We don’t know his name, but we know his issue. He’s been lying on a mat outside the city walls for nearly four decades, when Jesus approaches and asks him a question: Do you want to get well?
You’d think the man would say “YES!” … right?
But he doesn’t. Instead, he makes some excuses. And before we jump to conclusions, let’s think about it…
Healing requires risk, hope, change. It’s painful. It demands that we confront our past and how we’re living our life.
This social outcast is stuck on a mat. He’s familiar with his current reality. It’s become his identity. And he cannot even fathom what Jesus is offering him.
And despite his excuses — Jesus heals his body! The man moves from disabled to able in an instant. Can you imagine the freedom?
And here’s my favorite part … Jesus approaches this man TWICE. This time, they’re in the temple.
Did you catch that?
This man’s healing allows him access to a new place, a place he’d likely never been, a place with people he’d never met.
Jesus seeks him out and says: “See, you are well again. Stop sinning or something worse may happen to you.”
First, Jesus reminds the man of his identity: You are well. Second, he invites him to deeper healing, to cross over from death to life, to know his healer and to claim an even greater identity: forgiven, loved, and empowered.
Jesus is asking you and me the same question today: Do you want to get well? Do you want to be healed? Made whole?
Maybe you’re stuck. Maybe you’re paralyzed in sin, in fear, in shame, or something else.
You cannot imagine another reality than the one you’re currently living. It may not be ideal, but at least your current surroundings are somewhat comfortable and certainly familiar.
Well, I want to remind you right now that Jesus has MORE in store for you — beyond what you can imagine.
He is pursuing you. He wants to take you to a new place. And on the other side of your willingness is influence.
Because it’s not just about you. It’s also about the people you have the potential to influence because of your healing — family, friends, strangers, neighbors, the next generation.
I love what David writes about God:
He brought me out into a spacious place;Psalm 18:19
he rescued me because he delighted in me.
This spacious place is an area where you have much FREEDOM to move within God’s boundaries. And God wants to take you there. He wants to bring abundant life. Why? Because he delights in you. The word delight indicates an intimate knowing and love.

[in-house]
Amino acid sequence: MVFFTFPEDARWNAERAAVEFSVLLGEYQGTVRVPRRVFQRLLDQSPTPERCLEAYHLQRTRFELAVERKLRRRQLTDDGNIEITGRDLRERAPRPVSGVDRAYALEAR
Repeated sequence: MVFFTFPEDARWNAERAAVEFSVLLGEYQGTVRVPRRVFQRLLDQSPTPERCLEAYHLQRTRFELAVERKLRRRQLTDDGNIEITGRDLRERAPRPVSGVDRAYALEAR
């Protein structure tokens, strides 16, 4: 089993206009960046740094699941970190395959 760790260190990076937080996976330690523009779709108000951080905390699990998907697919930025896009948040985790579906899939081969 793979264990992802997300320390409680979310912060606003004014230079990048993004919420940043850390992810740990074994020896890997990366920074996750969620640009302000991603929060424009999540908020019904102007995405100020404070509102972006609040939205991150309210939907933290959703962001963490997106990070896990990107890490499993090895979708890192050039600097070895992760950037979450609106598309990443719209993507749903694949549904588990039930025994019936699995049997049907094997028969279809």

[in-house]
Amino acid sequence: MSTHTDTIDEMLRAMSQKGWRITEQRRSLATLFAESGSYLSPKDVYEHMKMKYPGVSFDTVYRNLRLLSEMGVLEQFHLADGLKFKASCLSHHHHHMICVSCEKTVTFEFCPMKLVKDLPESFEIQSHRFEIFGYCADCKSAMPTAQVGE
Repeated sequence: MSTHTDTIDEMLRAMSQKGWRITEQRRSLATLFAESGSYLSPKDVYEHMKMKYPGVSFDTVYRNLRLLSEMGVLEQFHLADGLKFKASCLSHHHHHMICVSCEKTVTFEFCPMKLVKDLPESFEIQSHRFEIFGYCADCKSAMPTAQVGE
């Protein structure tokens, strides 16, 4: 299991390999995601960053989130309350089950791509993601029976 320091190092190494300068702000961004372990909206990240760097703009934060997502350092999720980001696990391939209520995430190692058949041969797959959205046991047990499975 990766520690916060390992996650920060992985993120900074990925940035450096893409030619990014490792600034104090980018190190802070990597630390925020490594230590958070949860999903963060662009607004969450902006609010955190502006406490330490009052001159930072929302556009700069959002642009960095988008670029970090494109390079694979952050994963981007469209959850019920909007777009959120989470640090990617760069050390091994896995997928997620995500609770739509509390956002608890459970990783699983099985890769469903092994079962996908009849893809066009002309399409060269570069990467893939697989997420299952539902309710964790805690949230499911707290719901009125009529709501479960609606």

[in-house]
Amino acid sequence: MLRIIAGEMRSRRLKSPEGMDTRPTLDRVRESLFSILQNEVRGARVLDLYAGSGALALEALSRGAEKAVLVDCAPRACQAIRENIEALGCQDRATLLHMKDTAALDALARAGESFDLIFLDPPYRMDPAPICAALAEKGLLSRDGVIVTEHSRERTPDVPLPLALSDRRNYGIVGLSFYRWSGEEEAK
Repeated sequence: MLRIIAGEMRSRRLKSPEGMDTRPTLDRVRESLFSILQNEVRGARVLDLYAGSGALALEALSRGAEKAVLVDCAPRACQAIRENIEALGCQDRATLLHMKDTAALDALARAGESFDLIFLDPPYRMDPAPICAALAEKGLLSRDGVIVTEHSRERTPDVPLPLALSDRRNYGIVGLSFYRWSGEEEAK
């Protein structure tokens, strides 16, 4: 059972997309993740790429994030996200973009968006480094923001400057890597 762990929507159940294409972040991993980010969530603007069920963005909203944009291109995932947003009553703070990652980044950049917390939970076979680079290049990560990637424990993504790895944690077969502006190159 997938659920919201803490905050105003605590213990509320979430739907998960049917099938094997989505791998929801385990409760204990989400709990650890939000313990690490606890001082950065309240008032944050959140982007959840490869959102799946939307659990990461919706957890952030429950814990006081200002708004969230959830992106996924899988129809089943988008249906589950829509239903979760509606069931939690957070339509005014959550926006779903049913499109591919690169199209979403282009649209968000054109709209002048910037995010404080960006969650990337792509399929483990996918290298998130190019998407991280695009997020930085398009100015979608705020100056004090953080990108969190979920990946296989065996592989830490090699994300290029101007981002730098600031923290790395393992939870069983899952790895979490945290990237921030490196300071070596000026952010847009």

The gospel of John is named after its author, one of the 12 men Jesus chose to share his life with. John refers to himself a few times in his book as “the disciple whom Jesus loved.”
I don’t think John’s being arrogant. Rather, it was the truest thing about John and what he chose to focus on. John had an intimate identification with the Savior’s love for him.
All of us face daily pressure to define ourselves in countless ways: job titles, achievements, mistakes, weight, salary, marital status, motherhood, etc.
But Jesus is inviting you to more. He wants you to be healed and whole and secure in your truest identity.
It’s an open invitation. He’s waiting. He’s patient. And he’s faithful.
So how do you get there? I think it starts with willingness. You can turn toward him, believing and accepting that he knows you and loves you right where you are.
It also means moving out of “comfort,” acknowledging your need for a Savior, and acting in obedience so you can experience all he has for you.
The Holy Writings say, “No eye has ever seen or no ear has ever heard or no mind has ever thought of the wonderful things God has made ready for those who love Him.”1 Corinthians 2:9 (NLT)
Phew. This was a long one. Thanks for sticking with me. If you’re still reading this and you want a next step, I created a three-day email challenge that gives some simple yet powerful steps to draw near to God. Sign up via the form below.